One senses that in BIRTH everyone concerned was laboring under the delusion that they were creating high art. Let me put the brakes to that. What could have been an interesting consideration of love being stronger than death in more ways that one is, instead, an unpalatable trifle that plays more as a comedy that fell flat than as a metaphysical meditation.
In it grieving, widow Anna (Nicole Kidman) is confronted shortly after her engagement to the charmingly persistent Joseph (Danny Huston) by Sean, a ten-year-old (Cameron Bright) claiming to be her dead husband, re-incarnated at the very moment he died a decade ago. That her late spouse was also named Sean is thrown in for whatever purpose such synchronicities might portend.
Anna and her family dismiss it all as a bad joke or a psychological malfunction on the part of the little boy. That Bright plays the role with a morbid gravitas that is almost robotic does little to garner the audiences sympathies to his plight, or to Annas. But there is something about that unblinking stare, not to mention the dogged determination and the way he seems to know things that only Sean, or someone who knew him, might know, that slowly seduces Anna in every sense of that word, to the consternation of everyone, including the audience.
There are long rambling speeches with much emotion and little point. There are snippets of dull dialogue punctuated with snippets of tight, silent close-ups as the simulacra of emotions play across faces, but fail to engage. Even when Sean walks in on Anna in the bathtub, proceeds to undress and get in the tub with her, it isnt until hes firmly ensconced in the water that she asks him what hes doing, and in a tone that is more appropriate to asking someone to pass the gravy. Its properly creepy, as is a later conversation between them, fully clothed and over ice cream sundaes, where Anna is asks Sean how, if she agrees to be his wife again, he will be able to provide for her needs.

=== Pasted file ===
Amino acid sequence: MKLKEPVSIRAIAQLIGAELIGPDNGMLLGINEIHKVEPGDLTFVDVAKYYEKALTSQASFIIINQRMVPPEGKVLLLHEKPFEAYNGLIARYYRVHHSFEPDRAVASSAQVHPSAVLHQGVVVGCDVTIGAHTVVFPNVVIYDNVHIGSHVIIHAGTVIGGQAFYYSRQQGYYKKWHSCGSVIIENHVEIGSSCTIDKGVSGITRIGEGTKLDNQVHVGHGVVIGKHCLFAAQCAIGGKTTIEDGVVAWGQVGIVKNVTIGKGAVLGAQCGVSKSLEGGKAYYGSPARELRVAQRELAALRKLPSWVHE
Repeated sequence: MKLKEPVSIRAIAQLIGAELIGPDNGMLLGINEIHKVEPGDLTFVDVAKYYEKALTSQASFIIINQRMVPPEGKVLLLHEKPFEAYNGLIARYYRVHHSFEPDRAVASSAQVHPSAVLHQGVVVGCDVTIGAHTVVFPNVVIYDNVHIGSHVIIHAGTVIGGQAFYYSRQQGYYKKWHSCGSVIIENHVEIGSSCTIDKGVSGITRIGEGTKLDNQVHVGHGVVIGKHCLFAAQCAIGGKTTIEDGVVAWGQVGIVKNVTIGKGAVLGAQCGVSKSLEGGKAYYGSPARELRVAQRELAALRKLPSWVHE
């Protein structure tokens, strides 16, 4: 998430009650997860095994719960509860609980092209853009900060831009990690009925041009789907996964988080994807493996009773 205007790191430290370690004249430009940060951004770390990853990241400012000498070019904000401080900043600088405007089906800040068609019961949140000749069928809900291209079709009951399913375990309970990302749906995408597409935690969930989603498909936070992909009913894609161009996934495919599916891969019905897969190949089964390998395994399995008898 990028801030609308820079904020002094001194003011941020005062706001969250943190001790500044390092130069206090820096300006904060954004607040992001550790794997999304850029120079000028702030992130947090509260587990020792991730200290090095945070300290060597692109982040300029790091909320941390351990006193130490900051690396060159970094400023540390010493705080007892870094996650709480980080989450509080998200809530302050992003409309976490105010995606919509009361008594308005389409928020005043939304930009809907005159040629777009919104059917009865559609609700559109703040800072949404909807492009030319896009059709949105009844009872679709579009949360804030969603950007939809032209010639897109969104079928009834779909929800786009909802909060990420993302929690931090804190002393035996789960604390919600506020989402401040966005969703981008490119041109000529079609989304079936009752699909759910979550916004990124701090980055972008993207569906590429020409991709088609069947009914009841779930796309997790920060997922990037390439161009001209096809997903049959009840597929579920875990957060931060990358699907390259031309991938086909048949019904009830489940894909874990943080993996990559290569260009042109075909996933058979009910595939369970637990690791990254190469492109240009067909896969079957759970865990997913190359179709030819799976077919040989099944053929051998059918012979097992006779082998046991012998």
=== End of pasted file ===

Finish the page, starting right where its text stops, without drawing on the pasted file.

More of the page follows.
Kidman, sporting heavy eyebrows that render her appearance ferocious rather than fragile, is hampered by unflattering clothes that make her rail-thin body approach seem almost doughy. Technically, she hits her marks when it comes to acting the role of a widow who never fell out of love with her dead husband, but, like the film itself, there is no spark. Take Huston, whose natural buoyancy is dampened here to the whispered tones that the film employs in its attempt to be taken seriously, or Lauren Bacall, as Annas mother, who is barely allowed to roll that gloriously gravelly voice.
BIRTH is a mess that so desperately wants to be profound one can all but hear the metaphorical cracks and strains as its equally metaphorical grasp falls emphatically short of its reach as it drifts lugubriously along. It wants to leave us with unanswered questions and cosmic mysteries, but instead leaves us wondering what better use we could have found for the 100 wasted